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Biofuels Are Not Carbon Neutral, Predicting Jellyfish, Health Issues From Fracking, and More in the Environment News Source

Click here to go directly to the Environment News Source.

Life

Law and Public Policy

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Professor Joins 'Next 100 Coalition' to Change the Future of America's National Parks

Carolyn Finney, University of Kentucky assistant professor of geography, is part of a national effort to assure that all people — regardless of race, religion, gender identification or national origin — are welcome in America’s national parks and all public lands. A significant portion of Americans say they simply don’t feel welcome in national parks. A 2008-09 survey by the University of Wyoming and NPS quantifies this feeling of unease among minorities. Non-Hispanic whites accounted for approximately 78 percent of the visitors to national parks; Hispanics, 9 percent; African Americans, 7 percent; Asian Americans, 3 percent; and Native Americans/Alaskans, 1 percent. Some minorities say they don’t see themselves among park employees and guests.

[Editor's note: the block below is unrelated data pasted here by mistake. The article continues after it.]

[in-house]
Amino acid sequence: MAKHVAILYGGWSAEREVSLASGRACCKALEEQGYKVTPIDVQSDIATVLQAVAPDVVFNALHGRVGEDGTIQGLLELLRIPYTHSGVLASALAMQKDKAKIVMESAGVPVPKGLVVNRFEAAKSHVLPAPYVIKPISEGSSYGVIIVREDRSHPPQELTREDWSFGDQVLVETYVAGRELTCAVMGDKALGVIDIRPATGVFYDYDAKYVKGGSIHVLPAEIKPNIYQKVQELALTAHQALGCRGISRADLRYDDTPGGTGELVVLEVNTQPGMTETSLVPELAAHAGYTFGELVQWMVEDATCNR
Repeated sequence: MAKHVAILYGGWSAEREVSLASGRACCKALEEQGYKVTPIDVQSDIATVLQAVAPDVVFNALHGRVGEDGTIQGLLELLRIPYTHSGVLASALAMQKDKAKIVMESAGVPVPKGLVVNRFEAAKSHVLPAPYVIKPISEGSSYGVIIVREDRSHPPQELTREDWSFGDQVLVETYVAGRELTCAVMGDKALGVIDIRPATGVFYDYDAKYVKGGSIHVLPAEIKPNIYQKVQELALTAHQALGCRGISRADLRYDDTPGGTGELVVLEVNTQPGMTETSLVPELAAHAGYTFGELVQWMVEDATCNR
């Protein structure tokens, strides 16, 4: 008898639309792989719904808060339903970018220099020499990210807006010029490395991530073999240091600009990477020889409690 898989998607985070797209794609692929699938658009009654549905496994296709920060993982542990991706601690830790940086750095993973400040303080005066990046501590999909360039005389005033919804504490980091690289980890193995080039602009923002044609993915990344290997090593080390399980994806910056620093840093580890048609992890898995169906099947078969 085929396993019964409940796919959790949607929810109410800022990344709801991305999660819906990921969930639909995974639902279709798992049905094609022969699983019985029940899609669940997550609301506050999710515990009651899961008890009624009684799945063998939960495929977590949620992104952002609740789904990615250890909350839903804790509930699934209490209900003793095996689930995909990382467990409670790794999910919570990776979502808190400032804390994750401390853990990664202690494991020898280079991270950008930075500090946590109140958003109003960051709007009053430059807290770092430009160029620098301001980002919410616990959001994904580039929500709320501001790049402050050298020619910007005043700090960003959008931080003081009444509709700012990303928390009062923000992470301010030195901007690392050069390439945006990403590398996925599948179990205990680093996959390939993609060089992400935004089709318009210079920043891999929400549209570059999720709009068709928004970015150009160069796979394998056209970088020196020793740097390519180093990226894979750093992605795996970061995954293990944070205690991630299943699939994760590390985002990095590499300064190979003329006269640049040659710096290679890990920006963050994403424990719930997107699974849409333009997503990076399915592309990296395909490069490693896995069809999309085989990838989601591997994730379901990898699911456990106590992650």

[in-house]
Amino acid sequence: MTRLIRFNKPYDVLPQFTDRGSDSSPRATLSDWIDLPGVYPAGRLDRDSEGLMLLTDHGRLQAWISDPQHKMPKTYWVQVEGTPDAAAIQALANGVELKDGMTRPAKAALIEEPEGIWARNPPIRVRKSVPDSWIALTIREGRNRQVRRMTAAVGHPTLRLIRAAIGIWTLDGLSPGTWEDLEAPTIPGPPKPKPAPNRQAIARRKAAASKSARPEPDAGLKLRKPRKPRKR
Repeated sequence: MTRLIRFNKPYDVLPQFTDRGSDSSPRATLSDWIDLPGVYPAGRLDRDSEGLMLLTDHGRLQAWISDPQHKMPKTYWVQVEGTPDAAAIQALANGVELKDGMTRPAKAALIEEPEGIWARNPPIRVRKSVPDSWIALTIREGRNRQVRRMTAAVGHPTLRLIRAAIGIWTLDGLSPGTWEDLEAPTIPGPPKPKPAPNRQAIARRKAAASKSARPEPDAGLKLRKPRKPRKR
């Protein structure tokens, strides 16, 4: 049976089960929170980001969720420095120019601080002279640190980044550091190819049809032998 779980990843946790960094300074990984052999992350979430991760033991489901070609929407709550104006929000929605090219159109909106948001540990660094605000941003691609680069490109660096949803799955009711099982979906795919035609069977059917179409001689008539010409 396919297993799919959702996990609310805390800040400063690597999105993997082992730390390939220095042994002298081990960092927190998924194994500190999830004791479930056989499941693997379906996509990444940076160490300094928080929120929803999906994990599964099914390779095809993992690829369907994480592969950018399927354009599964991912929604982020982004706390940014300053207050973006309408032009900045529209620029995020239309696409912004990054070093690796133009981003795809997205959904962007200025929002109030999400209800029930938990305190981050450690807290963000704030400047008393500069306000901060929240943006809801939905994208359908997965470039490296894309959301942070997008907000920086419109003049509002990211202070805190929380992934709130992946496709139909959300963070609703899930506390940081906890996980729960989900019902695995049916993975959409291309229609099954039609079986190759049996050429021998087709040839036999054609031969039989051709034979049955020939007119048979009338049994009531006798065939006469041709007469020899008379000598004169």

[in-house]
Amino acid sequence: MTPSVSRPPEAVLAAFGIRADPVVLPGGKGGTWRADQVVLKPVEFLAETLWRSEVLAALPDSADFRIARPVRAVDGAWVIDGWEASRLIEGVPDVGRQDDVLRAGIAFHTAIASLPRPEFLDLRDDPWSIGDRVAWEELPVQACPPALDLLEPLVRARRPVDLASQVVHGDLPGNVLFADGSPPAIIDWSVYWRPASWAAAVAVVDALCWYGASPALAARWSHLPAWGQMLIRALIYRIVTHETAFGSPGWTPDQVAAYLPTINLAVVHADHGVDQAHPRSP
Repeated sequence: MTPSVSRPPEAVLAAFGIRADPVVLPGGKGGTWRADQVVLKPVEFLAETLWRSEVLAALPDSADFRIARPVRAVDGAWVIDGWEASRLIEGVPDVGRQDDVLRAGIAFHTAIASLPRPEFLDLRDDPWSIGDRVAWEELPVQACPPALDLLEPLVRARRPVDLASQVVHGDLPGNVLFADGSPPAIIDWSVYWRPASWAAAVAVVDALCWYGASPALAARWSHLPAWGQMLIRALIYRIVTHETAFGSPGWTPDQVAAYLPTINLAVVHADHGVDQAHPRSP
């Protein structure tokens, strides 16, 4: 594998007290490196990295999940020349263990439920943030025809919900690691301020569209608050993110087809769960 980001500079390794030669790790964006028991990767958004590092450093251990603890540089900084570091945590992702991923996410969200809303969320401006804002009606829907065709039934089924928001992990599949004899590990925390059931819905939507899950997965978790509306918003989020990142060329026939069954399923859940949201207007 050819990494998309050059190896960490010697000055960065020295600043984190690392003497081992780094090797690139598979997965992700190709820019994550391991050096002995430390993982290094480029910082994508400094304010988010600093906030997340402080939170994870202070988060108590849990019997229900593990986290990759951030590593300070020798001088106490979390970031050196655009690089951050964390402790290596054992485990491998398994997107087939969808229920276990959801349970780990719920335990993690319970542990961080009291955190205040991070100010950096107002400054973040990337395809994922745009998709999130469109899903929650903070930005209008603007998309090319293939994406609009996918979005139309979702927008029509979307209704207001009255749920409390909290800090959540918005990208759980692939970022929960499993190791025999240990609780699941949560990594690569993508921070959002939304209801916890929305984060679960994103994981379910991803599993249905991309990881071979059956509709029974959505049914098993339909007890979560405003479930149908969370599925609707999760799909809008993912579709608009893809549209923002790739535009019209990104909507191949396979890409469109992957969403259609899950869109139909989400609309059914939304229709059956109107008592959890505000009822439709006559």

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Unlocking the Mysteries of Plant Root Function, From Alaska to South Africa

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It is easy to study what you can see. Researchers know a lot about how plants work aboveground, but what happens out of sight under the surface may control more than we once thought.

Science

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Climate Change, Global Warming, Biofuels, Ethanol, Energy, FUEL, Agriculture, Enviroment

Study: Biofuels Increase, Rather Than Decrease, Heat-Trapping Carbon Dioxide Emissions

A new study from University of Michigan researchers challenges the widely held assumption that biofuels such as ethanol and biodiesel are inherently carbon neutral.

Science

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Avi Algazi, University of Haifa, , Avi Algazi, University Of Haifa, Jellyfish, sea temperature, Lunar Cycle

Sea Temperature and the Lunar Cycle Predict the Arrival of Jellyfish in Israel